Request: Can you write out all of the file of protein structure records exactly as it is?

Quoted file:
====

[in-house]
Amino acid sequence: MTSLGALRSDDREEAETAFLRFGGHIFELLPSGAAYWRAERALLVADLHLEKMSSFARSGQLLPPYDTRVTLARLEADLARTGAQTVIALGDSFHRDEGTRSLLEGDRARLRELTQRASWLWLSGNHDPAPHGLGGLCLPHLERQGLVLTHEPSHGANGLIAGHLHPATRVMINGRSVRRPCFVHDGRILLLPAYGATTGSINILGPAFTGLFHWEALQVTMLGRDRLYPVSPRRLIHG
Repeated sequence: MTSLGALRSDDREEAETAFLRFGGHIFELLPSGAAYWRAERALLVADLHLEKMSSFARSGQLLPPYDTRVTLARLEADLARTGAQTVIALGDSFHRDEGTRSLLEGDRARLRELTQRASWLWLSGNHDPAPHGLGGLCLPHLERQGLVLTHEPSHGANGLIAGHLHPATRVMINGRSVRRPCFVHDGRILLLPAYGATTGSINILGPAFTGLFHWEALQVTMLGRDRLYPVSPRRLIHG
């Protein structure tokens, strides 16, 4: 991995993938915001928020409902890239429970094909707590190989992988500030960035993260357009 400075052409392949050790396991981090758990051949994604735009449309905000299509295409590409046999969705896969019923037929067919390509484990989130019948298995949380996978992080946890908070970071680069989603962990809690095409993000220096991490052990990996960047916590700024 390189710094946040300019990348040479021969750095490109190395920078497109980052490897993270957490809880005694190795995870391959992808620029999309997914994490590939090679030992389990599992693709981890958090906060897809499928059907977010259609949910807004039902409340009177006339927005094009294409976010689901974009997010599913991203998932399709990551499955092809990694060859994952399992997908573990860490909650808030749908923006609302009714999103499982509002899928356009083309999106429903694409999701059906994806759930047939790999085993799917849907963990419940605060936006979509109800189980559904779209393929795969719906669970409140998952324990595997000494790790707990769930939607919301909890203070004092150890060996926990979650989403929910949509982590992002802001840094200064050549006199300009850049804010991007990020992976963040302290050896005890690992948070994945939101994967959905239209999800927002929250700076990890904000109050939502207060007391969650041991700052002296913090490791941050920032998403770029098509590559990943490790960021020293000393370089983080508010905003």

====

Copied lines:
[in-house]
Amino acid sequence: MTSLGALRSDDREEAETAFLRFGGHIFELLPSGAAYWRAERALLVADLHLEKMSSFARSGQLLPPYDTRVTLARLEADLARTGAQTVIALGDSFHRDEGTRSLLEGDRARLRELTQRASWLWLSGNHDPAPHGLGGLCLPHLERQGLVLTHEPSHGANGLIAGHLHPATRVMINGRSVRRPCFVHDGRILLLPAYGATTGSINILGPAFTGLFHWEALQVTMLGRDRLYPVSPRRLIHG
Repeated sequence: MTSLGALRSDDREEAETAFLRFGGHIFELLPSGAAYWRAERALLVADLHLEKMSSFARSGQLLPPYDTRVTLARLEADLARTGAQTVIALGDSFHRDEGTRSLLEGDRARLRELTQRASWLWLSGNHDPAPHGLGGLCLPHLERQGLVLTHEPSHGANGLIAGHLHPATRVMINGRSVRRPCFVHDGRILLLPAYGATTGSINILGPAFTGLFHWEALQVTMLGRDRLYPVSPRRLIHG
């Protein structure tokens, strides 16, 4: 991995993938915001928020409902890239429970094909707590190989992988500030960035993260357009 400075052409392949050790396991981090758990051949994604735009449309905000299509295409590409046999969705896969019923037929067919390509484990989130019948298995949380996978992080946890908070970071680069989603962990809690095409993000220096991490052990990996960047916590700024 390189710094946040300019990348040479021969750095490109190395920078497109980052490897993270957490809880005694190795995870391959992808620029999309997914994490590939090679030992389990599992693709981890958090906060897809499928059907977010259609949910807004039902409340009177006339927005094009294409976010689901974009997010599913991203998932399709990551499955092809990694060859994952399992997908573990860490909650808030749908923006609302009714999103499982509002899928356009083309999106429903694409999701059906994806759930047939790999085993799917849907963990419940605060936006979509109800189980559904779209393929795969719906669970409140998952324990595997000494790790707990769930939607919301909890203070004092150890060996926990979650989403929910949509982590992002802001840094200064050549006199300009850049804010991007990020992976963040302290050896005890690992948070994945939101994967959905239209999800927002929250700076990890904000109050939502207060007391969650041991700052002296913090490791941050920032998403770029098509590559990943490790960021020293000393370089983080508010905003």